Spivak put the efforts to recall progressive district attorneys in that category. That’s happening across the country.

For more:


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David Wells of the Brooktrails Township Fire Department takes a water break after working to douse flames at a home in Redwood Valley.Credit…Kent Porter/The Press Democrat, via Associated Press

Compiled by Steven Moity and Mariel Wamsley

  • The West Coast is bracing for another dangerous heat wave with record-breaking temperatures this weekend. In parts of California, the highs will be in the triple digits.

  • Amid a deepening drought, Gov. Gavin Newsom asked people and businesses to voluntarily cut water use by 15 percent, The Associated Press reports.

  • A magnitude 5.9 earthquake struck Central California on Thursday afternoon, The Merced Sun-Star reports. Though aftershocks were felt from Los Angeles to the Oregon border, the earthquake is unlikely to have caused significant damage.

  • The California Geological Survey released new tsunami hazard maps for the Bay Area. If a once-in-a-millennium tsunami hit, it could inundate more of the waterfront than scientists previously feared, The San Francisco Chronicle reports.

  • A $1.1 billion plan to clean trash and graffiti across the state has begun. Newsom says it will create 11,000 jobs, and 400 people have already been hired or offered a job in the past week, The Los Angeles Times reports.

  • The Sacramento Bee reports that a Sacramento judge rejected a bid to halt the state’s early release of inmates. Since the height of the pandemic, emergency rules intended to lessen prison crowding have allowed inmates to accrue good conduct credits more quickly.

  • A judge suspended criminal proceedings on Thursday against a man accused in an Orange County mass shooting. The lawyers for the suspect, who was shot in the head by a police officer, said they did not believe their client was mentally fit to stand trial, The Orange County Register reports.

  • Last week, fuel shortages caused airlines to divert, delay or cancel more than 20 flights at Fresno Yosemite International Airport. The Fresno Bee discovered that a shortage of labor was the underlying cause for the jet fuel concerns.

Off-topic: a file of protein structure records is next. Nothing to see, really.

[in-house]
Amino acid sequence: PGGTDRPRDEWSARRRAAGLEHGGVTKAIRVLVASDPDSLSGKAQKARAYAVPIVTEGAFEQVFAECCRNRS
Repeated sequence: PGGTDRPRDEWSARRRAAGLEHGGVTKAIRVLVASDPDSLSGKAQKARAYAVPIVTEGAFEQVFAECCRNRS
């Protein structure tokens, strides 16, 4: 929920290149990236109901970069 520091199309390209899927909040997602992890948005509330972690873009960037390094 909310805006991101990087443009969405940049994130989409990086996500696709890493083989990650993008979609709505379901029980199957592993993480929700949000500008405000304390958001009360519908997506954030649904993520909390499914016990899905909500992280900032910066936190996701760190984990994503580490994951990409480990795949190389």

• NBC Los Angeles reports that the average price, last week, for a gallon of gas was $3.13 in the U.S., whereas in California, it was $4.30 per gallon, and analysts expect more increases because of the state’s higher gas tax and stricter environmental regulations.


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Sreethan Gajula, 14, of Waxhaw, N.C., studies before the start of the Scripps National Spelling Bee alongside his mother Smitha Vangamudi, right, and sister Samhita Gajula, 8, in Orlando.Credit…Scott McIntyre for The New York Times

By the time this newsletter hits your inbox, this year’s Scripps National Spelling Bee will have a winner. But if you for some reason feel like reliving what seems to be a rather potent form of childhood humiliation, you can try this spelling quiz, featuring words that have appeared in the pages of The Times.

And catch up on The Times’s live coverage of the bee here.


California Today goes live at 6:30 a.m. Pacific time weekdays. Tell us what you want to see: CAtoday@nytimes.com. Were you forwarded this email? Sign up for California Today here and read every edition online here.

Jill Cowan grew up in Orange County, graduated from U.C. Berkeley and has reported all over the state, including the Bay Area, Bakersfield and Los Angeles — but she always wants to see more. Follow along here or on Twitter.